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An april TT item ('RF Switching and Tuning Diodes', p63) drew attention to the series of QST articles by Dr Ulrich Rohde, KA2WEU/ DJ2LR - recognised world-wide as a leading professional expert in HF receiver design - supplemented in a separate OST article by measurements made by Tom Thomson, W0IWJ. These highlighted the shortcomings of some general purpose PN and PIN diodes used for RF switching in some popular amateur HF transceivers. Dr Rohde pointed out that the second order IMD performance could be improved in such cases by substitution of PIN diodes specifically designed for RF purposes, and in particular recommended the Hewlett Packard HP5082-3081.

In part three of his article (QST, July 1994) Dr Rohde gave results of measurements made on unmodified and modified transceivers - an ICOM IC-765, a Yaesu FT890 and a Kenwood TS-50. These measurements suggested significant improvements in second and third order IMD performance. He also evaluated the second-order IMD performance of several other transceivers including Collins KWM-390, TS950SDX, Ten-Tec OMNI VI (second order intercept +43dBm) and FT-1000. But he did not appear to specify which, if any, of this second group would or would not benefit from diode replacement. As a result of his findings, ARRL decided that they would include second-order IMD measurements in future QST Equipment Reviews.

This is highlighted in a letter from Dave Farn, G4HRY, who reported the unfortunate experience of G4KPT who replaced all 40 switching diodes in his Omni VI only to find that sensitivity had suffered. As a result, G4HRY has now replaced the original diodes and believes that "the validity of the original articles is brought into doubt". G4HRY, however, was not able to check on second-order IMD performance before or aftermodification.

While I am sure that Dr Rohde could provide a convincing reply to his criticisms, G4HRY does make some comments that deserve to be aired. He writes:

"G4KPT read the QST articles and as the OMNI VI was specifically mentioned, decided to replace all of the switching diodes in the transceiver front end with HP5082-3081 types. He obtained 40 diodes at a cost of about £1 each and did the modification. This is where the trouble started."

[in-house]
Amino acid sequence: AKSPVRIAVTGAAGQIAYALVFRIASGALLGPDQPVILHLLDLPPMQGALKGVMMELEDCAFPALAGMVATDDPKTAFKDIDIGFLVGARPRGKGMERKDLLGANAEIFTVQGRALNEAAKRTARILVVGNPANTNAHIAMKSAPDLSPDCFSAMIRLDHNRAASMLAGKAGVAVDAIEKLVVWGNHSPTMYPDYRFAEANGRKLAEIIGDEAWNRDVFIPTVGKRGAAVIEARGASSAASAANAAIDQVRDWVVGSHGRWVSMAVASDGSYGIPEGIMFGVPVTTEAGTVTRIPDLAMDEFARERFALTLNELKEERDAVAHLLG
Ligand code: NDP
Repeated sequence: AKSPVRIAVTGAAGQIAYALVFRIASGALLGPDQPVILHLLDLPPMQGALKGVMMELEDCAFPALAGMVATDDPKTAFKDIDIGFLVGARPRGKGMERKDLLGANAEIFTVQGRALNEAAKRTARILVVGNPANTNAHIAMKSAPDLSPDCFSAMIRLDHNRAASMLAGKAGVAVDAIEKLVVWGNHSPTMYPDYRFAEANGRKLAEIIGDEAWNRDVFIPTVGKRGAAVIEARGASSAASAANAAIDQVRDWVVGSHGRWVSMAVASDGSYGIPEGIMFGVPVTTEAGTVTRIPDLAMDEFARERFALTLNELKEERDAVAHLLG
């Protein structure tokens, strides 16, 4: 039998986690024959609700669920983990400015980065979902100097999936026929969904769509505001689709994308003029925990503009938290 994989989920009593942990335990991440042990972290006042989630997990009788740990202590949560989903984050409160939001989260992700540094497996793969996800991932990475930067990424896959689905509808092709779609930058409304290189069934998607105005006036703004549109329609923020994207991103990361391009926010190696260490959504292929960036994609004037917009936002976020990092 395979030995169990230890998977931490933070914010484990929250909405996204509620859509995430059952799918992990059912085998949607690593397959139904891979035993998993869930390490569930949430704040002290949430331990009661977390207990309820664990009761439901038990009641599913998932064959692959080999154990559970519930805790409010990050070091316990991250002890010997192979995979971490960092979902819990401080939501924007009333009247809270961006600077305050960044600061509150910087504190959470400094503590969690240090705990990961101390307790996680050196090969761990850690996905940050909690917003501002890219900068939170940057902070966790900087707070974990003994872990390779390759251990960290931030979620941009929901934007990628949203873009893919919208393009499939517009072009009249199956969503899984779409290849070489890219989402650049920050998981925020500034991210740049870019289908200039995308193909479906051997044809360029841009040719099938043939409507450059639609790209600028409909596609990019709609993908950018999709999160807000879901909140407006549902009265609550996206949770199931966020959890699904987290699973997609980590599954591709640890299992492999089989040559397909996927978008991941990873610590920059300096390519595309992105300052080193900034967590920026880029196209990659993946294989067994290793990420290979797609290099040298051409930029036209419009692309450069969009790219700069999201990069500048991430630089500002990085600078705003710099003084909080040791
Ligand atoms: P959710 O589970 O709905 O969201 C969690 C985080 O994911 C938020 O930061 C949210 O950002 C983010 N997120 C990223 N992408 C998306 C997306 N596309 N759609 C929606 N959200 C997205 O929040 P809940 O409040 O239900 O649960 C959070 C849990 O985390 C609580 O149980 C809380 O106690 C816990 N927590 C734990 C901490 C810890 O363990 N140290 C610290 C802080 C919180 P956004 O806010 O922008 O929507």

"After completing the modification he noticed that the receiver seemed a little deaf and the S-meter could no longer be calibrated. Thinking he had introduced a fault, he brought the set to me for a second opinion. Tests showed the sensitivity was at least 5dB worse than another OMNI VI. I could not find a hard fault with the rig and decided that, as it had worked well before modification, it was probably something to do with the new diodes. To prove this I built the small jig shown in Fig 1. This enabled diode through-loss to be measured in a 50i2 system which can be equated to diode RF resistance. The jig was used to measure the BA482 types and then the HP PIN diodes. Out of interest, I took a quick look at a variety of other general purpose diodes and this indicated that in respect of through-loss, the original diodes selected by Ten-Tec were a good choice: see Table 1."

Fig 1
Fig 1: Test set up used by G4HRY to measure the insertion loss of various diodes.

Table 1: G4HRY's measurements of diode loss (dB) in 50Ω transmission path with 10mA forward bias.

"The receive RF path of the OMNI VI includes 5 diodes before the 1st RF amplifier. The first two isolate the transmitter from the receiver input, the next two select the appropriate bandpass filter. The final diode in the chain feeds the input of the RF amplifier in the Tx/Rx switching. The RF amplifier has 54 parallel-connected FETs with an input impedance of about 22i2. The losses at this point would therefore be higher than those measured in 50S2. Changing the diodes to HP 3091 types had introduced about 4dB additional loss which was clearly not acceptable. G4PKT had also changed diodes on the 1st IF board between the IF roofing filter and the narrow IF filters; this accounted for further losses."

"When all diodes were restored to the original BA482 type normal operation was restored - a task taking days to achieve. I realise that the original purpose of the exercise was to reduce 2nd order effects ascribed to the switching diodes. My existing test equipment introduces more 2nd order products than the diodes. Better isolation is required between the test oscillators and the hybrid combiner and I hope to follow this up soon."

"As a result of this exercise, I came to the following conclusions:"

  1. Owners should consider carefully before attacking expensive transceivers. Only consider making modification if technically competent and equipped to measure the results. The actual circuit configuration should be considered to judge the likely effects of a modification. It may prove to induce high losses and will almost certainly effect filter termination impedance's required realignment. Some modern filters have fixed values and therefore performance on receive and transmit could be compromised.
  2. The validity of the original articles is brought into doubt. If the author did not consider the effect of an extra 4dB of loss inserted before the first mixer, the resulting improvement in intermod performance credited to the use of PIN diodes may be a false assumption. Building a 4dB input attenuator is much cheaper than changing all those diodes!